Firstly, my apologies for being a day late in announcing the February Prize Poem - check out the post prior to this one to read the winning poem by Leatherdykeuk.
I spent 1st March driving up the length of France, from Antibes on the Mediterranean to Calais on the English Channel watching the landscape change along the way: the snow-peaked Alpes Maritimes, mimosa trees in full bloom, blossoming peach trees, the sun setting behind a swathe of white wind turbines, the dark terrils (slag heaps from old coal mines) of Nord Pas de Calais.
Landscape affects us all. The sea always has a profound effect on me. Mountains too. And when I spend time in the mountains in Wales there’s a part of me that feels ‘connected’ that I don’t think I feel elsewhere.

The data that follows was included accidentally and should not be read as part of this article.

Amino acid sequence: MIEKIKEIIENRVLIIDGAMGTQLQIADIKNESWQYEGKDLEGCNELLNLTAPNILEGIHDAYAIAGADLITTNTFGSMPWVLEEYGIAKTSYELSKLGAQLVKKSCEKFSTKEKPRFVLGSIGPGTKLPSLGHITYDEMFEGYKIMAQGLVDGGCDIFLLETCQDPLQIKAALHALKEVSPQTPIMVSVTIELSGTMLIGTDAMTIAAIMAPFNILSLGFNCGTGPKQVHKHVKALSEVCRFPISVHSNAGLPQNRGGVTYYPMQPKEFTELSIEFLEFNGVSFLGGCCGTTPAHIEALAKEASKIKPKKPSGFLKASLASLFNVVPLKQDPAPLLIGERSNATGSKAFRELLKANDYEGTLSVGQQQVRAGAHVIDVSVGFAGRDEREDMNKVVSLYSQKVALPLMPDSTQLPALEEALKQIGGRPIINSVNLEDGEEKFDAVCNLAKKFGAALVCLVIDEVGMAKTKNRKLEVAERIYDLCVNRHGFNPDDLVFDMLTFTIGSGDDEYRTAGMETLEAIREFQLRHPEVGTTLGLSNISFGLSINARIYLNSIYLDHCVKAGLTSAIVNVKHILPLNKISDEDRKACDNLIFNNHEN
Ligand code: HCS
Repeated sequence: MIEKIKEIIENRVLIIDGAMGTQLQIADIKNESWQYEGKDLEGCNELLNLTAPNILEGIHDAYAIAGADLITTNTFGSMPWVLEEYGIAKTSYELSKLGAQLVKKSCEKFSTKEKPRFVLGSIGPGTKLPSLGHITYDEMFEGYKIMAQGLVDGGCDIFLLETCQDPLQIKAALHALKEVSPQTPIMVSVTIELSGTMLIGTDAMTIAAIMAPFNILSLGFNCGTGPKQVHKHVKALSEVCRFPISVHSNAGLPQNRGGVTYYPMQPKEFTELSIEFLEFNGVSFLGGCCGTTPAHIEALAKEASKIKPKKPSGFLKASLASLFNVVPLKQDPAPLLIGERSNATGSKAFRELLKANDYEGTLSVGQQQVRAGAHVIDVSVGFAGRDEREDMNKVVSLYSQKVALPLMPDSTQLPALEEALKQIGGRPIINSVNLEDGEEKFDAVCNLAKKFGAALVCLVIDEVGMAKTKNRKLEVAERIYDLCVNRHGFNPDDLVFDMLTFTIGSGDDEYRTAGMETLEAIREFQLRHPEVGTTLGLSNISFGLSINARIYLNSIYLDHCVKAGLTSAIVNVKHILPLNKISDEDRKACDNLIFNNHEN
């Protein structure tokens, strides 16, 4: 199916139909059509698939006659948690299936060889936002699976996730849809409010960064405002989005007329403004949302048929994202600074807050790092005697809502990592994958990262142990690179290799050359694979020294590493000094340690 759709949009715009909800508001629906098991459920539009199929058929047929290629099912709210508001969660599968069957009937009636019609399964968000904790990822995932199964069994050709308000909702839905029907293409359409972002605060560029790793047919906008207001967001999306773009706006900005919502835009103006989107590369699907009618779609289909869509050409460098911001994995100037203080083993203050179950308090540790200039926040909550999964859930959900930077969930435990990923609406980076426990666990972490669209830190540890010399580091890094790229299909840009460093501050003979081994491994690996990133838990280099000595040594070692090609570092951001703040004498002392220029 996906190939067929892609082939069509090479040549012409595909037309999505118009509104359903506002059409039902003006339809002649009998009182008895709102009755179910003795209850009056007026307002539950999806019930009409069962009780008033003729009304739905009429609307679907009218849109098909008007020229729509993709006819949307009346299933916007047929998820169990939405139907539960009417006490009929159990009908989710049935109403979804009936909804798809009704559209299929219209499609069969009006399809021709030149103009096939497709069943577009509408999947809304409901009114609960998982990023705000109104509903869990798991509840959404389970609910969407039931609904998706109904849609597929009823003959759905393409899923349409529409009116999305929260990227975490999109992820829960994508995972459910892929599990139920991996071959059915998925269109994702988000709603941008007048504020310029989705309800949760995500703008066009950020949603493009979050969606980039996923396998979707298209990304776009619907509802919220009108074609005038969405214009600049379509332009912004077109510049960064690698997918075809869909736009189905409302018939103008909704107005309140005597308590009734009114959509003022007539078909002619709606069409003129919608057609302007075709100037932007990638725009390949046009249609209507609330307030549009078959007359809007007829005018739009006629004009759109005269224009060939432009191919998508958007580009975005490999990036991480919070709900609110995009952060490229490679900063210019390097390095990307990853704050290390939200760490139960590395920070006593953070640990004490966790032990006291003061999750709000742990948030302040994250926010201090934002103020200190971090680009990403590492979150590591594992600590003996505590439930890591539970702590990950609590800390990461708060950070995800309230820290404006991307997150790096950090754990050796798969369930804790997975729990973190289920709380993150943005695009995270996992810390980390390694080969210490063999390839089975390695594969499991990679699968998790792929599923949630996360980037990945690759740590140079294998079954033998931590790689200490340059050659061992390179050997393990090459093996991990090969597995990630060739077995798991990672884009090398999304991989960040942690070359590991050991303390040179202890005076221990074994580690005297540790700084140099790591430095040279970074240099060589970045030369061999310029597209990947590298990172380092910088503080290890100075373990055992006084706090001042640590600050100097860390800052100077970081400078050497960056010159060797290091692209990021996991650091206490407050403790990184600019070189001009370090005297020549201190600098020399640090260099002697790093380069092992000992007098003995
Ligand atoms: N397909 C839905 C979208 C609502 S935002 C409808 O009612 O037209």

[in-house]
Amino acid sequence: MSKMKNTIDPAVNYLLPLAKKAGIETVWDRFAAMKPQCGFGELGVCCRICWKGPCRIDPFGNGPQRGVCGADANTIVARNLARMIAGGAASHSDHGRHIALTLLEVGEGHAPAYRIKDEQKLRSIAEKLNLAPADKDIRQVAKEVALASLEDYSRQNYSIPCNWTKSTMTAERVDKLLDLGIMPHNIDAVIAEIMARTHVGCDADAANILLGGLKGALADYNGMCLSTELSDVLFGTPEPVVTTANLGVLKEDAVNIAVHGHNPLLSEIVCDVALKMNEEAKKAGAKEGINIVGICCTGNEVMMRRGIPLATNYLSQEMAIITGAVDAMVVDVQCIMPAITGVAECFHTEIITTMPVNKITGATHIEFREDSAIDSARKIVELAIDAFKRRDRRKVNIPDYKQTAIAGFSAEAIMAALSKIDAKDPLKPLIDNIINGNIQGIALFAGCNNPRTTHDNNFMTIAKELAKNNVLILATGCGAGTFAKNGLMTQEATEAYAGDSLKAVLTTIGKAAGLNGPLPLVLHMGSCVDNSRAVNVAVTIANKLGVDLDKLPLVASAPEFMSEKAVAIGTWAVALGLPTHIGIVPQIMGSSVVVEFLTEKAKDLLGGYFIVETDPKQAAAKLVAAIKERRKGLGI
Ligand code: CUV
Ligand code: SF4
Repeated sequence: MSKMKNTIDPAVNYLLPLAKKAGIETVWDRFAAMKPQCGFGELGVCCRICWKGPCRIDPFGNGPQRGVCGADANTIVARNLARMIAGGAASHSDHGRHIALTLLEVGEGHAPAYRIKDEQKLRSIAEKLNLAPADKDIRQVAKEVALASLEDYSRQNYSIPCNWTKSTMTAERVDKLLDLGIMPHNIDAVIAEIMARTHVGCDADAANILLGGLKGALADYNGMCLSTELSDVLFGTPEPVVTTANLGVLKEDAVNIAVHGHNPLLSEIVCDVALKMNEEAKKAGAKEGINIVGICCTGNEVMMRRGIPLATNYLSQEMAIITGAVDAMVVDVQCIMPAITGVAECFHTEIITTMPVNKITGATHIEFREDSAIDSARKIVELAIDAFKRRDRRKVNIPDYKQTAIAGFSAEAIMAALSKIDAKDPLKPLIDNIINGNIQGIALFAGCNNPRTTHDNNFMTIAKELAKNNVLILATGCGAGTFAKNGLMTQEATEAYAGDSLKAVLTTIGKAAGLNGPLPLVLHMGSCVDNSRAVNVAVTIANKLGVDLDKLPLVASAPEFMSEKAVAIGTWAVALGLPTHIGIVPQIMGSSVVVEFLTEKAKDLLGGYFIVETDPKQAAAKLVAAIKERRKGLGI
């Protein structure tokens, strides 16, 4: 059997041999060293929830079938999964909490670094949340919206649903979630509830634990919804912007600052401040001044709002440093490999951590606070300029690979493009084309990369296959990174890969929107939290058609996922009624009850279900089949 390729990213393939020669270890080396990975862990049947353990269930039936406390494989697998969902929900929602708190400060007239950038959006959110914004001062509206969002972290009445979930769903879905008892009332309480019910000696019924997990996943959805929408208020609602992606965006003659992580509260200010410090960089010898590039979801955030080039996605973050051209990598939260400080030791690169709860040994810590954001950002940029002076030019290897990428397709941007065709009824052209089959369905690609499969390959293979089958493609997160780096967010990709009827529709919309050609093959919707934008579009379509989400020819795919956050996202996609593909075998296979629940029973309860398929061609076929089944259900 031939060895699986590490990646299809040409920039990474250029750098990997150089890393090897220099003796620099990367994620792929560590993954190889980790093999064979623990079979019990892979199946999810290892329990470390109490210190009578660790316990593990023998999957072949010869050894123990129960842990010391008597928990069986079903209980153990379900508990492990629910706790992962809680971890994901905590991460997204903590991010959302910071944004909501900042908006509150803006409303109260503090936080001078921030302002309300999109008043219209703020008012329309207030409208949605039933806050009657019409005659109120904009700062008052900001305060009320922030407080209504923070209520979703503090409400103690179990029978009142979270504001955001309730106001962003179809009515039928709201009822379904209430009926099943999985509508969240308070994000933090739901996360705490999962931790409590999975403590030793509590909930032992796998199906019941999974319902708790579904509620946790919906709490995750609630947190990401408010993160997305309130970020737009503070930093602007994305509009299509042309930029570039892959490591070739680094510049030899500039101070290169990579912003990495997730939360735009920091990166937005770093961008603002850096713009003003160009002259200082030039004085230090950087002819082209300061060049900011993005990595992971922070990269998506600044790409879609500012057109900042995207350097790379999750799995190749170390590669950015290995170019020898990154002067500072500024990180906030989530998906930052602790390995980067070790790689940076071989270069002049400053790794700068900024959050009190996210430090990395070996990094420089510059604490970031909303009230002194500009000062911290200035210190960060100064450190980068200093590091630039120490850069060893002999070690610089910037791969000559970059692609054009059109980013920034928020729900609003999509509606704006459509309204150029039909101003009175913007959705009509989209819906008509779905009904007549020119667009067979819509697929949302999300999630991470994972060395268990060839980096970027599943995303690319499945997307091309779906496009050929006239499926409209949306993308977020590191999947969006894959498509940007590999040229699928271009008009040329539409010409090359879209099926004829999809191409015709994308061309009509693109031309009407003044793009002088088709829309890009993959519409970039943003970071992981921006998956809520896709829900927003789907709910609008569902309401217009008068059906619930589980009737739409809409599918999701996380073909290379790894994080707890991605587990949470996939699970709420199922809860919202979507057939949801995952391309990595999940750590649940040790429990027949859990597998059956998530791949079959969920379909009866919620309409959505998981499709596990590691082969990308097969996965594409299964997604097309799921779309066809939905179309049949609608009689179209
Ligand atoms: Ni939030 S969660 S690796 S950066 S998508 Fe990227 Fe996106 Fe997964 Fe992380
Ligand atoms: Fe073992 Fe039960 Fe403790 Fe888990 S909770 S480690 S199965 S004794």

My first poem prompt of the month is to write a poem that has its roots in some aspect of landscape.
Before you begin, brainstorm around the word ‘landscape’. What can it mean, suggest, and apply to? Landscapes might be physical, emotional and intellectual. They carry moods. They change with time. Let yourself write freely, don’t judge what your mind tosses out.
Look for ‘landscape’ poems in collections and anthologies. Are these poems about more than one aspect of landscape? What ideas do they make you think about? What themes emerge from the details?
Here are a couple more specific ideas that you might like to work with, but feel free to wander off along your own track, or paved road, too.
- Write a poem about yourself, or someone else, which combines the physical landscape of a particular environment with the landscape of the human body.
- Write a poem that explores/juxtaposes two contrasting landscapes: e.g. past and present, natural and industrial, lush and barren, physical and emotional
I look forward to reading your work.